Fergus Wilson, one of Britain’s biggest buy-to-let landlords, has made it back into the headlines with yet another controversial ban.
Wilson, 69, has now banned “coloured” people from renting his properties because, he says, they leave them smelling of curry.
In an email to the letting agent acting on behalf of Wilson, who runs a property empire in Kent, he said: “No coloured people because of the curry smell at the end of the tenancy.”
When contacted by The Sun, Wilson defended his comments, saying: “To be honest, we’re getting overloaded with coloured people. It is a problem with certain types of coloured people – those who consume curry – it sticks to the carpet. You have to get some chemical thing that takes the smell out. In extreme cases, you have to replace the carpet.”
Earlier this year, Wilson made headlines after saying that he would no longer accept victims of domestic violence as tenants, as jealous or angry partners typically cause damage to the property by kicking down front doors and punching holes in the interior.
Single parents, workers on low incomes, families with children, pet owners, smokers and single adults were also among those who Wilson banned from his properties.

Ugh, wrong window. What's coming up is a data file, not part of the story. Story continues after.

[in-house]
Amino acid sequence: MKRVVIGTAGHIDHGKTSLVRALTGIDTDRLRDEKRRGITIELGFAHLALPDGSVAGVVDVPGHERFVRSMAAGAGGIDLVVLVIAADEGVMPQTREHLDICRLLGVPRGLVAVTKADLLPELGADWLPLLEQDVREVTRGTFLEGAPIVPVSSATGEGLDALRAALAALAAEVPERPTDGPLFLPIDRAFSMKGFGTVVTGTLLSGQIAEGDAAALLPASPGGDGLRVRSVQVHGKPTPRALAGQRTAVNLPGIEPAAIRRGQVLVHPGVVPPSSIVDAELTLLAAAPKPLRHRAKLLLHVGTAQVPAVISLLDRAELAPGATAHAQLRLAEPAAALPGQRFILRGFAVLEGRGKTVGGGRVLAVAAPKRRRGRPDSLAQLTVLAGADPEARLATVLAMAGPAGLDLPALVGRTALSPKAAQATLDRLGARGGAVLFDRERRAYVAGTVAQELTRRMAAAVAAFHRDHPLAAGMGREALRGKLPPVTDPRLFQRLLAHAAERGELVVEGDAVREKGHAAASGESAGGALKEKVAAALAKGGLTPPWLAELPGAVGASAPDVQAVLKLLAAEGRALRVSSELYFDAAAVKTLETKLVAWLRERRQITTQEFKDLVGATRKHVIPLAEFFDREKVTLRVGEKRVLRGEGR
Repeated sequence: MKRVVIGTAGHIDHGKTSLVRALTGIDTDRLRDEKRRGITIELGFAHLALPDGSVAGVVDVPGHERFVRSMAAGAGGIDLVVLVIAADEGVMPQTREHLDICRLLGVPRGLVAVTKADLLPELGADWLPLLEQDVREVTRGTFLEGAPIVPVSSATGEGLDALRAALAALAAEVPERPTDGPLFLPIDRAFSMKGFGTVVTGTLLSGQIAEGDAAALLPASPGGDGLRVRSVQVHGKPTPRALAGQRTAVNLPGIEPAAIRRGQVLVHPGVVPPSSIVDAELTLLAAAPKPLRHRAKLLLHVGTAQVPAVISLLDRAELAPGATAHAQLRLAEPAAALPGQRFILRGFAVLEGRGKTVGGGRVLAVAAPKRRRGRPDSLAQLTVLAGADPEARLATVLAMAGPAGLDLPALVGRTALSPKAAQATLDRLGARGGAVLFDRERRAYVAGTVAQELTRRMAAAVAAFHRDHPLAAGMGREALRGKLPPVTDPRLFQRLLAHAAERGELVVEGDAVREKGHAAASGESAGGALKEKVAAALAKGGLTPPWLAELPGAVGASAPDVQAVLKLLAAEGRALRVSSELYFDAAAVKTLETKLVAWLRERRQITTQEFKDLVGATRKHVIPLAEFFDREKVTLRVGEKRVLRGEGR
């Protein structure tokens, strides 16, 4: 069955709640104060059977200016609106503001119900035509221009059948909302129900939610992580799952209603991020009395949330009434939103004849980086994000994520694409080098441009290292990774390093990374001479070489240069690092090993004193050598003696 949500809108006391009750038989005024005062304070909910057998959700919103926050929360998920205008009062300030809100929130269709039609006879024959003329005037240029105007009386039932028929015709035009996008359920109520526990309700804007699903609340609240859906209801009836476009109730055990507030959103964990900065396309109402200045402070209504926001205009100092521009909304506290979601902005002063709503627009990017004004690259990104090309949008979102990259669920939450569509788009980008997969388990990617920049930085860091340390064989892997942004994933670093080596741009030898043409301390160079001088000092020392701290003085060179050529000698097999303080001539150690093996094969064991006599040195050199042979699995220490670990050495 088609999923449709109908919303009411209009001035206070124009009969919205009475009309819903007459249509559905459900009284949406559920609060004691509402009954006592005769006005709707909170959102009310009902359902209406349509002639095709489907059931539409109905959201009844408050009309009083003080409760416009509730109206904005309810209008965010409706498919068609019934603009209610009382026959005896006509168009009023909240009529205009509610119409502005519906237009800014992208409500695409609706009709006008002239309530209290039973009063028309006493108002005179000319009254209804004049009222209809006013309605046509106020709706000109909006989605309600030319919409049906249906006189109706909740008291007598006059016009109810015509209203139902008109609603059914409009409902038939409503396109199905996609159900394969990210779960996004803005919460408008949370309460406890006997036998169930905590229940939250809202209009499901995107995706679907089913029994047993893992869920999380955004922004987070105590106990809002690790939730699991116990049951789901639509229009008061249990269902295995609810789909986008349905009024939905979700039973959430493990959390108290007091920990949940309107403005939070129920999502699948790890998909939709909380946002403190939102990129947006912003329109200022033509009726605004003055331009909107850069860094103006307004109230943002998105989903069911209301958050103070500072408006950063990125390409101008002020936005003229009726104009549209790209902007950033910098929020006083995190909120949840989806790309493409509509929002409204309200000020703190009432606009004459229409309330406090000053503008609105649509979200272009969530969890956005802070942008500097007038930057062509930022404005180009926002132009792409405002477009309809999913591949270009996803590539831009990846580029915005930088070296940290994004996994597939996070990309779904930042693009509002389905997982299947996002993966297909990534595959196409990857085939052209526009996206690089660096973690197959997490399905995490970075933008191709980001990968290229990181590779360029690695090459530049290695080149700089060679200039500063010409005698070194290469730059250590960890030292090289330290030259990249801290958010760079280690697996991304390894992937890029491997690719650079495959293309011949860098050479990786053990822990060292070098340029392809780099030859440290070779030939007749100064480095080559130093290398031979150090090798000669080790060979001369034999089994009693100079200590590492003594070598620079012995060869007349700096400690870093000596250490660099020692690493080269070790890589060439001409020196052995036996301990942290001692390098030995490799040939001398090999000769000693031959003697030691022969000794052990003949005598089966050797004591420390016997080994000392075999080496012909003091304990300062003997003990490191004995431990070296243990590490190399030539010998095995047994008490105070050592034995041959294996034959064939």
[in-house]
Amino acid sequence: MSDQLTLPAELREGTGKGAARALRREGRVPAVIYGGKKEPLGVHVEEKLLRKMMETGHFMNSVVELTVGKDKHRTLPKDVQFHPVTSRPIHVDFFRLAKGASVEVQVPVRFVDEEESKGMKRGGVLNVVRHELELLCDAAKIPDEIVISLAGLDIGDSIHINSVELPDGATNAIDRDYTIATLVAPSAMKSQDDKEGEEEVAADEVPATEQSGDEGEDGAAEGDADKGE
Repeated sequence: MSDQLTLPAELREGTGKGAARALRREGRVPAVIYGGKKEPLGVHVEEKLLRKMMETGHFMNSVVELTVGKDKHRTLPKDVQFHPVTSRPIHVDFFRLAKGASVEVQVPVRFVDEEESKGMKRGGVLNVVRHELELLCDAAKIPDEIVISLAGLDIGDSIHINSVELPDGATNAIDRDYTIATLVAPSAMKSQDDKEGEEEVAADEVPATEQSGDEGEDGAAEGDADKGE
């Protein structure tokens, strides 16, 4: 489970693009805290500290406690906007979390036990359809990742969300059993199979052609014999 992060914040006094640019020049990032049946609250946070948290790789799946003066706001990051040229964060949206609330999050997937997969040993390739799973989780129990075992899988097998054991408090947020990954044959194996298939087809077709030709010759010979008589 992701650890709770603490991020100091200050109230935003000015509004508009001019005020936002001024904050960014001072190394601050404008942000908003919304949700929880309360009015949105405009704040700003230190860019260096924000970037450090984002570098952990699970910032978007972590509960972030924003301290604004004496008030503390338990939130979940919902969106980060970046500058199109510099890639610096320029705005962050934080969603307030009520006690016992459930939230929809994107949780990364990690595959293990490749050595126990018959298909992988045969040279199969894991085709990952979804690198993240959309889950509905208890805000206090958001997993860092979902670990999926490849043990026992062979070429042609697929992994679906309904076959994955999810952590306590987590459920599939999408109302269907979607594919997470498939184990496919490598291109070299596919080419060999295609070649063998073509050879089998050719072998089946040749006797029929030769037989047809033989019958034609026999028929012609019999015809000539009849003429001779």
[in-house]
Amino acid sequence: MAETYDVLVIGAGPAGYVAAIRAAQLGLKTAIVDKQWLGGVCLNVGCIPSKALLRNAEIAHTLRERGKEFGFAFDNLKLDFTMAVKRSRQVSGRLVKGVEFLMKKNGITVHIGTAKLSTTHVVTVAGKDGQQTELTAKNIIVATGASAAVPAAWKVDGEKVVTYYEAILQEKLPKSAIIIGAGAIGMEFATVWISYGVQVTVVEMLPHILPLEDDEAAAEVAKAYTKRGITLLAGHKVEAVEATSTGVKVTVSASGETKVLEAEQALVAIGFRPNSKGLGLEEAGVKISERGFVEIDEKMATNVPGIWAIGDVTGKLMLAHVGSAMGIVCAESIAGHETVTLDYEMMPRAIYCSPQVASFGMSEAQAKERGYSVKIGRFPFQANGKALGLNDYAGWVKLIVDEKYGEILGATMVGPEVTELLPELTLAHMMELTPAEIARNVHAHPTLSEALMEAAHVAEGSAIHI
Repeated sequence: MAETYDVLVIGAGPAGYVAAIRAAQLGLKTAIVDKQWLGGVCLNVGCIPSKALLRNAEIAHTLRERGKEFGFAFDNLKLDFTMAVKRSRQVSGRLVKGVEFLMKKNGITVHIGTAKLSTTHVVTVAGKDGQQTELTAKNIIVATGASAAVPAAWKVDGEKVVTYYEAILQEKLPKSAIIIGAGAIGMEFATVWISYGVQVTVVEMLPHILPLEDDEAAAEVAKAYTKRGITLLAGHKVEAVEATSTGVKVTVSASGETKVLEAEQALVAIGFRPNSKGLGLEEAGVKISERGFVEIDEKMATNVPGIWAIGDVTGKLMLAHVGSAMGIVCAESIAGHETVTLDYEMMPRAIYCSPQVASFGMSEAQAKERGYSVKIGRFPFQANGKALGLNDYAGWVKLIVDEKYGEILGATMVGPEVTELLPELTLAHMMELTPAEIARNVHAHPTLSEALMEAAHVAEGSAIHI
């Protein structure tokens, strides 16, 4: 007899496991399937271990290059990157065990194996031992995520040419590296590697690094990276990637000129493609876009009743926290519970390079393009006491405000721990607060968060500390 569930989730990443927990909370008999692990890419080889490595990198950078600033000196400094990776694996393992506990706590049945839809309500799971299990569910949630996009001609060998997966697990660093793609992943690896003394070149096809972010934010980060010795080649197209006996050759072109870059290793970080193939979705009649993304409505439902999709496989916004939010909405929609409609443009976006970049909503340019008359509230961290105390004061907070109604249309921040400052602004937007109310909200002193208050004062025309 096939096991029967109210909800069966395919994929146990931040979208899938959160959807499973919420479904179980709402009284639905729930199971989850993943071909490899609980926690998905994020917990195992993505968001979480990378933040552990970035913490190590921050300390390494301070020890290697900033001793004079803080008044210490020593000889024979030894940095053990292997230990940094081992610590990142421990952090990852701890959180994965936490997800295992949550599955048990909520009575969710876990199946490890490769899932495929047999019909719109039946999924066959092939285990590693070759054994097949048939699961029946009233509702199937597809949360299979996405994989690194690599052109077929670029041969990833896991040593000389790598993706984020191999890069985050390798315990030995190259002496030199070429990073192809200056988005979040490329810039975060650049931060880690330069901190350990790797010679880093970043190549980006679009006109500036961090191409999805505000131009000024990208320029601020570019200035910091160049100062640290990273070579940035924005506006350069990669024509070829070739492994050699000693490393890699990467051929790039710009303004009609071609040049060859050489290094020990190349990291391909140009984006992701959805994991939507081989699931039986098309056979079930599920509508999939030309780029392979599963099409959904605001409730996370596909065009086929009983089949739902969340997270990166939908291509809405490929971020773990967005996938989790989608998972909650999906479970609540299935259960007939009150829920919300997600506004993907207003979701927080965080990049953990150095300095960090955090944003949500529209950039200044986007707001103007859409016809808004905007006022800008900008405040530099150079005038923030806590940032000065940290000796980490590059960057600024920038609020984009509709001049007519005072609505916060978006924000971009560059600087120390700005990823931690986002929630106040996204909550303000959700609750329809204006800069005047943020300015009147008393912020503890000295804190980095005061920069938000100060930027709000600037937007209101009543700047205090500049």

A spokesperson for the campaign group Hope Not Hate responded: “You simply cannot treat people like this and deny them a place to live due to their skin colour.
“This is the unacceptable face of the housing crisis. There is something broken in the system when such a powerful figure can get away with such an appalling policy.”
They added: “Fergus Wilson’s comments would seem laughably offensive, a throwback to the Alf Garnett era, if they weren’t so serious in their implication.”
Rebecca Hilsenrath, the Chief Executive of the Equality and Human Rights Commission, also reacted: “There are still deep inequalities in our society, as our race report demonstrated, and these comments show why.
“As a country, we all assume we have left the dark ages behind, but clearly there is more to be done.
“We will investigate and will be asking Mr. Wilson to explain his actions. Unless we are satisfied that he will not break the law in the future, we will take legal action.”
And the Manager at letting agent Evolution, which manages a number of Wilson’s properties, Roy Fever, insisted: “We don’t condone this at all. We would never implement a policy like that. We put through anyone to the landlord and it is up to the landlord who they take on.”